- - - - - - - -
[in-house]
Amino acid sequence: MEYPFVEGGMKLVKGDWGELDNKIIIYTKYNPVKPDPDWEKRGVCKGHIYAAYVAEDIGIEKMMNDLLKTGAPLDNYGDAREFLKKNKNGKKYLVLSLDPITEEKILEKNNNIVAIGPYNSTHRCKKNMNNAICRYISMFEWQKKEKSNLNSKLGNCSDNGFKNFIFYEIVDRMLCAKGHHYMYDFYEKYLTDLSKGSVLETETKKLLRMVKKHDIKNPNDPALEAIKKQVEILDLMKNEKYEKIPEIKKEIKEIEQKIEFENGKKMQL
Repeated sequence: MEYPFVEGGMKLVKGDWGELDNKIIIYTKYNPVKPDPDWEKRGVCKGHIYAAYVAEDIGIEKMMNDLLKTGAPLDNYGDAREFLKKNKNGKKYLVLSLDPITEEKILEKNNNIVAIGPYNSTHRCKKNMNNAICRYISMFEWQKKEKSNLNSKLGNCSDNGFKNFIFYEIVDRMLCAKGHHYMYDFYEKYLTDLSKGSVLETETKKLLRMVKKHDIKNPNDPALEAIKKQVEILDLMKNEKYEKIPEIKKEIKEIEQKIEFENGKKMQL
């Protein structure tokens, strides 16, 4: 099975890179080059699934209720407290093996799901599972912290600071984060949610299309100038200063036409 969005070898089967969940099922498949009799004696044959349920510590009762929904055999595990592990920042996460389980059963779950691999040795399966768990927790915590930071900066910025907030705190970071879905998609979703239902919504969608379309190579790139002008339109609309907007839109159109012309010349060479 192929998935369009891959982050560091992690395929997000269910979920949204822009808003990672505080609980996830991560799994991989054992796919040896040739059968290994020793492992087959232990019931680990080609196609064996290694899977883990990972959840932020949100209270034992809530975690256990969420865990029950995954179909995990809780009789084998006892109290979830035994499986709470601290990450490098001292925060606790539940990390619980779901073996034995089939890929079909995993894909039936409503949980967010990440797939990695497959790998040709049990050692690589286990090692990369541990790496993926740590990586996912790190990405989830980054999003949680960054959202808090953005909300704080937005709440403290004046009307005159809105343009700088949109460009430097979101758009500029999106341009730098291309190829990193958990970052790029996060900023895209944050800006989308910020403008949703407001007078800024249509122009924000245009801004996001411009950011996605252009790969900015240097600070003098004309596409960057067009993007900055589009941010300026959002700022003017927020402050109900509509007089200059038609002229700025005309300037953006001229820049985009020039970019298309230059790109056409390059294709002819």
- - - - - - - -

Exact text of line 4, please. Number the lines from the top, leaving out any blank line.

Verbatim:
């Protein structure tokens, strides 16, 4: 099975890179080059699934209720407290093996799901599972912290600071984060949610299309100038200063036409 969005070898089967969940099922498949009799004696044959349920510590009762929904055999595990592990920042996460389980059963779950691999040795399966768990927790915590930071900066910025907030705190970071879905998609979703239902919504969608379309190579790139002008339109609309907007839109159109012309010349060479 192929998935369009891959982050560091992690395929997000269910979920949204822009808003990672505080609980996830991560799994991989054992796919040896040739059968290994020793492992087959232990019931680990080609196609064996290694899977883990990972959840932020949100209270034992809530975690256990969420865990029950995954179909995990809780009789084998006892109290979830035994499986709470601290990450490098001292925060606790539940990390619980779901073996034995089939890929079909995993894909039936409503949980967010990440797939990695497959790998040709049990050692690589286990090692990369541990790496993926740590990586996912790190990405989830980054999003949680960054959202808090953005909300704080937005709440403290004046009307005159809105343009700088949109460009430097979101758009500029999106341009730098291309190829990193958990970052790029996060900023895209944050800006989308910020403008949703407001007078800024249509122009924000245009801004996001411009950011996605252009790969900015240097600070003098004309596409960057067009993007900055589009941010300026959002700022003017927020402050109900509509007089200059038609002229700025005309300037953006001229820049985009020039970019298309230059790109056409390059294709002819």